I strongly believe that a good presentation of dance should allow the dancer to express herself, through various emotions. Only then will there be a spiritual experience and a kind of catharsis- both in the dancer herself and the spectators. The same pieces of literature when sung or set to tune, along with the accompanying musicians in a performance, with set rhythm and choreography, comes out as a totally different experience. It works as a catalyst to not only the experience of the dancer but also the viewer, who tends to emote/reciprocate and respond emotionally to the dancer and the situation depicted.
When on stage, in a performance, drowned in the beauty and joy of dance, a dancer is probably not ‘herself’. Yet she is conscious of her presence on that elevated platform and the spectators in front of her. It is like a meditative state of being, a kind of experience of delightful beauty, by the subconscious self.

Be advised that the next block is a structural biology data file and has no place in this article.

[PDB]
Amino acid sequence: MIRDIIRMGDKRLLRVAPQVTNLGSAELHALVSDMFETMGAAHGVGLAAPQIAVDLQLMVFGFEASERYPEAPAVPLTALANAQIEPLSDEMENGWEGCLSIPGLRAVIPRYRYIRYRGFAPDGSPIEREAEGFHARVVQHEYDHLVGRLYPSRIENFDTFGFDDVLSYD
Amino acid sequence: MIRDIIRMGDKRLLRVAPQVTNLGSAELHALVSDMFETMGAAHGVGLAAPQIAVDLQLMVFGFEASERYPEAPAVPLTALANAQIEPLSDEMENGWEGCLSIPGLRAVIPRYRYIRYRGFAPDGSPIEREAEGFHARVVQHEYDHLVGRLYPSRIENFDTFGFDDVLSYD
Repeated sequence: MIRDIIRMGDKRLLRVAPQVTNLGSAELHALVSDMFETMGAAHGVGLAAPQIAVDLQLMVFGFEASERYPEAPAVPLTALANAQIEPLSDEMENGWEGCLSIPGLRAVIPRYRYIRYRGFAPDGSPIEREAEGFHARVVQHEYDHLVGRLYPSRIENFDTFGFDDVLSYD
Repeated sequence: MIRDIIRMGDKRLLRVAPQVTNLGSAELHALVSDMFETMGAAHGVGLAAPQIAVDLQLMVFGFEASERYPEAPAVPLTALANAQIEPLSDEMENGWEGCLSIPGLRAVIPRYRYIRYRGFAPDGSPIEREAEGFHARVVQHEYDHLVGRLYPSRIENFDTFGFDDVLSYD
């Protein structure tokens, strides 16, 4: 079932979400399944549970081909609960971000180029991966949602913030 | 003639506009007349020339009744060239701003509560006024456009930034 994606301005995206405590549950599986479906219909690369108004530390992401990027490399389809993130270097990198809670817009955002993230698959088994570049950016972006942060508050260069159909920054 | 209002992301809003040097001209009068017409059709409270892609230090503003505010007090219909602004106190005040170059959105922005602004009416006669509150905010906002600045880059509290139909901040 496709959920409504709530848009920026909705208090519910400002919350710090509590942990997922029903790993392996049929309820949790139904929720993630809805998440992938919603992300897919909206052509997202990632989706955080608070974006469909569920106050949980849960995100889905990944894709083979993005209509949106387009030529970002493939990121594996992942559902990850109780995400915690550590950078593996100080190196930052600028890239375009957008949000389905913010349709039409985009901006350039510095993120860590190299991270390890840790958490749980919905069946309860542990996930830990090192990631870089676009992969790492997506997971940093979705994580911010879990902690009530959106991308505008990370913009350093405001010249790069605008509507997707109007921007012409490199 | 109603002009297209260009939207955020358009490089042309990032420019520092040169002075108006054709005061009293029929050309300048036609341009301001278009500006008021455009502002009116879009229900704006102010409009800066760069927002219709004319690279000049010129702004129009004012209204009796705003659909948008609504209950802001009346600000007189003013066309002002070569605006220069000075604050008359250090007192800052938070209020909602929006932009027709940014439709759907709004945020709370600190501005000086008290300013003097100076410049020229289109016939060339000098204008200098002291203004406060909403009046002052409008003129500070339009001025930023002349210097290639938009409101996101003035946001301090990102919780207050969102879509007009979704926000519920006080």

The dancer may smile, laugh, feel shy or even shed tears in pain or anger, as required by the character, but she does that in her own individual manner and style. It is her own self expressing those emotions. She gives form to the literature and music; to the imagination of the people listening to the song/lyrics. It communicates the varied possibilities of interpretations of the song depending upon the creative and the expressive abilities of the dancer. It provides aesthetics to the emotions experienced by a viewer. The dancer’s emotions and expressions move the sensitive spectators who then respond accordingly.